5 Marketing Design Techniques for Standout E-Learning

By Daniel Wallace


E-learning and other digital learning solutions are pervasive and popular alternatives to traditional classroom training. However, the more digital courses there are, the tougher it can be for your course to stand out from the pack. While excellent content is key, your course’s user interface (UI) plays a big part in whether learners will take action or put your course off for later.

After all, according to research by Gitte Lindgaard and her colleagues Cathy Dudek, Gary Fernandes, and J. Brown, it takes just 50 milliseconds for someone to decide on a website based on its visual appeal. Use these five marketing design techniques to make the most out of those milliseconds and capture your learners’ attention.

1. Choose Your Colors Wisely

In marketing, something as simple as choosing the right colors can influence how customers view a product. Similarly, colors can have a major impact on how others view your digital learning course. Colors are powerful because each one can spark a specific emotion or feeling. This, in turn, can impact your learners’ willingness to continue your course.

Think hard about the message you want your brand to convey. Then, use color psychology to help you decide which color best suits your brand. For example, blue is a popular color for many courses because it appears professional and has a calming effect. When choosing your color palette, it’s important to remember that some colors tend to clash. So, try to select colors that you know complement each other.

Another way to draw attention is to contrast colors. For example, you can highlight important messages or key points in bright colors against muted colors such as grey or black.

2. Aim for Simplicity

Less is more when it comes to designing your e-learning or digital learning course. We live in a world of short attention spans. Keeping the font, shapes, and other graphics simple helps avoid distraction from the main message.

I recommend using circles rather than abstract shapes and no more than two fonts. Although it may be tempting to share loads of information all at once, resist that impulse. Try to break down wordy content into a single concise message. This also reinforces adult learning theories of “chunking” information and avoiding cognitive overload.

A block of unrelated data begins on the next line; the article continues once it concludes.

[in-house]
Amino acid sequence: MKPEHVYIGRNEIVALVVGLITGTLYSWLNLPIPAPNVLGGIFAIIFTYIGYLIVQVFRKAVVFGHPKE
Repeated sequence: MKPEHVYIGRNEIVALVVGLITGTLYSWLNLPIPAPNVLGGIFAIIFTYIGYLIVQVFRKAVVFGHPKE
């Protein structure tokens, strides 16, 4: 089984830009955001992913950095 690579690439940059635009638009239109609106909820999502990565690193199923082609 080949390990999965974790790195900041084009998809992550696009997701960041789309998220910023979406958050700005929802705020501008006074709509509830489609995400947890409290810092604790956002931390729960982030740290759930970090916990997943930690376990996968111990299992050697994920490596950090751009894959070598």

3. Use Negative Space

Some people may view the space between design elements as an opportunity to add more elements. But most of the time, it’s a better choice to embrace the empty area commonly known as negative space. When you leave this space untouched, you draw more attention to the main message or element.

4. Add Illustrations

Using illustrations or sketches is a great way to add personality and creativity to your e-learning course. People typically view sketches as friendly, approachable, and unique. Because they can be created to directly explain your learning point and are distinctive, they have more impact than a general photo.

That said, custom illustrations are often not in a project’s scope, and it’s better to use relevant photos than no photos. Overall, using illustrations, sketches, or photos can make your main messages memorable.

5. Reduce Complexity

Have you ever visited a website wanting to purchase an item, but then left the site empty-handed and frustrated because you couldn’t find it? Many companies lose customers because their website is just too complex to navigate. One way marketers keep customers interested is by reducing the number of steps or options on a website. This makes it much easier for customers to find and purchase products.

Learners, too, will lose interest or just give up altogether if they can’t find the information they need with ease. You can persuade learners to learn by keeping your course clean, simple, and easy to navigate.

Take Your E-Learning Course to the Next Level

If your e-learning course has top-notch content but it’s not attracting learners, take a look at the marketing industry to improve the user interface.

In the visual world we live in, look and feel can make all the difference in the success of your course. Marketers and learning professionals alike can influence attitudes and behavior when we choose colors that tie to the brand, make the most of negative space, minimize elements, add fun illustrations, and practice reduction.

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